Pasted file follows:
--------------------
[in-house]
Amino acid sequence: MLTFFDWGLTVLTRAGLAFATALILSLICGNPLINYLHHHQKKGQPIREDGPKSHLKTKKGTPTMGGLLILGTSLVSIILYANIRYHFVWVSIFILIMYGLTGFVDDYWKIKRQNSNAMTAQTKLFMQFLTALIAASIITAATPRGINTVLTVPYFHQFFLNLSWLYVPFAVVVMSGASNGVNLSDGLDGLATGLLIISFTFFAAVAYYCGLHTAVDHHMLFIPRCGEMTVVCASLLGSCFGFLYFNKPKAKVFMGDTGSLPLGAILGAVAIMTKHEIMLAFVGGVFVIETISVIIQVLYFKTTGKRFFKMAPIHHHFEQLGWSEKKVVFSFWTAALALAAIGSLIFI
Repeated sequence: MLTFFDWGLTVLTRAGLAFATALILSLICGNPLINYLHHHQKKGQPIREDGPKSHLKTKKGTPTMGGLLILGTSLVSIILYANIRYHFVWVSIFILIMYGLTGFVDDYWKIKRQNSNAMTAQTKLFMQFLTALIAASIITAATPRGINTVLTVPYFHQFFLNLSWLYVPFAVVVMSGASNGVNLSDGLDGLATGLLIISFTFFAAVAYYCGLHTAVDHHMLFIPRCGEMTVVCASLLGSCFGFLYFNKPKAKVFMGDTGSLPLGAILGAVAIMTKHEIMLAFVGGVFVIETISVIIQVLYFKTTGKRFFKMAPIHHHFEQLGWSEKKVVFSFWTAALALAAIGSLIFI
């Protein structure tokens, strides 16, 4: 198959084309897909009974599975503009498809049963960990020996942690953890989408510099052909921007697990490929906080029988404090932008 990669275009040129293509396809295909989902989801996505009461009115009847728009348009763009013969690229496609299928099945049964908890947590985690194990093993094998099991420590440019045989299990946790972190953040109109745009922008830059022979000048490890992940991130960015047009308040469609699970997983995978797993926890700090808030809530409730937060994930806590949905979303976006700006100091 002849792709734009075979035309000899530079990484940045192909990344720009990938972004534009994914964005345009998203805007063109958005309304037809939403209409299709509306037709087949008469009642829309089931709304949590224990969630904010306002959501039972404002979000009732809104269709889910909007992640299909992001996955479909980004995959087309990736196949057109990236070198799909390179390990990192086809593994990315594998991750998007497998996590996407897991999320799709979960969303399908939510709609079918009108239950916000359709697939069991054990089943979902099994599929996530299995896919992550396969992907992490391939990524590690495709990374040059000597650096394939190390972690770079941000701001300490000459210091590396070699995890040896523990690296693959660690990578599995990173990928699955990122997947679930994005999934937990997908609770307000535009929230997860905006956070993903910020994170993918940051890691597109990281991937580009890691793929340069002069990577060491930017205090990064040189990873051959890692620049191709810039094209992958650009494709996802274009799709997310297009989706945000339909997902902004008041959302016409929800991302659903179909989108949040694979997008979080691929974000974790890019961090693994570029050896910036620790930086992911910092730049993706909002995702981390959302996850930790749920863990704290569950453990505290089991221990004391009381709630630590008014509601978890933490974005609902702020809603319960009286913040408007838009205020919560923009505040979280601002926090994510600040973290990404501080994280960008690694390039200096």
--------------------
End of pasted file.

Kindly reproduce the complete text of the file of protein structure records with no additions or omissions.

[in-house]
Amino acid sequence: MLTFFDWGLTVLTRAGLAFATALILSLICGNPLINYLHHHQKKGQPIREDGPKSHLKTKKGTPTMGGLLILGTSLVSIILYANIRYHFVWVSIFILIMYGLTGFVDDYWKIKRQNSNAMTAQTKLFMQFLTALIAASIITAATPRGINTVLTVPYFHQFFLNLSWLYVPFAVVVMSGASNGVNLSDGLDGLATGLLIISFTFFAAVAYYCGLHTAVDHHMLFIPRCGEMTVVCASLLGSCFGFLYFNKPKAKVFMGDTGSLPLGAILGAVAIMTKHEIMLAFVGGVFVIETISVIIQVLYFKTTGKRFFKMAPIHHHFEQLGWSEKKVVFSFWTAALALAAIGSLIFI
Repeated sequence: MLTFFDWGLTVLTRAGLAFATALILSLICGNPLINYLHHHQKKGQPIREDGPKSHLKTKKGTPTMGGLLILGTSLVSIILYANIRYHFVWVSIFILIMYGLTGFVDDYWKIKRQNSNAMTAQTKLFMQFLTALIAASIITAATPRGINTVLTVPYFHQFFLNLSWLYVPFAVVVMSGASNGVNLSDGLDGLATGLLIISFTFFAAVAYYCGLHTAVDHHMLFIPRCGEMTVVCASLLGSCFGFLYFNKPKAKVFMGDTGSLPLGAILGAVAIMTKHEIMLAFVGGVFVIETISVIIQVLYFKTTGKRFFKMAPIHHHFEQLGWSEKKVVFSFWTAALALAAIGSLIFI
């Protein structure tokens, strides 16, 4: 198959084309897909009974599975503009498809049963960990020996942690953890989408510099052909921007697990490929906080029988404090932008 990669275009040129293509396809295909989902989801996505009461009115009847728009348009763009013969690229496609299928099945049964908890947590985690194990093993094998099991420590440019045989299990946790972190953040109109745009922008830059022979000048490890992940991130960015047009308040469609699970997983995978797993926890700090808030809530409730937060994930806590949905979303976006700006100091 002849792709734009075979035309000899530079990484940045192909990344720009990938972004534009994914964005345009998203805007063109958005309304037809939403209409299709509306037709087949008469009642829309089931709304949590224990969630904010306002959501039972404002979000009732809104269709889910909007992640299909992001996955479909980004995959087309990736196949057109990236070198799909390179390990990192086809593994990315594998991750998007497998996590996407897991999320799709979960969303399908939510709609079918009108239950916000359709697939069991054990089943979902099994599929996530299995896919992550396969992907992490391939990524590690495709990374040059000597650096394939190390972690770079941000701001300490000459210091590396070699995890040896523990690296693959660690990578599995990173990928699955990122997947679930994005999934937990997908609770307000535009929230997860905006956070993903910020994170993918940051890691597109990281991937580009890691793929340069002069990577060491930017205090990064040189990873051959890692620049191709810039094209992958650009494709996802274009799709997310297009989706945000339909997902902004008041959302016409929800991302659903179909989108949040694979997008979080691929974000974790890019961090693994570029050896910036620790930086992911910092730049993706909002995702981390959302996850930790749920863990704290569950453990505290089991221990004391009381709630630590008014509601978890933490974005609902702020809603319960009286913040408007838009205020919560923009505040979280601002926090994510600040973290990404501080994280960008690694390039200096």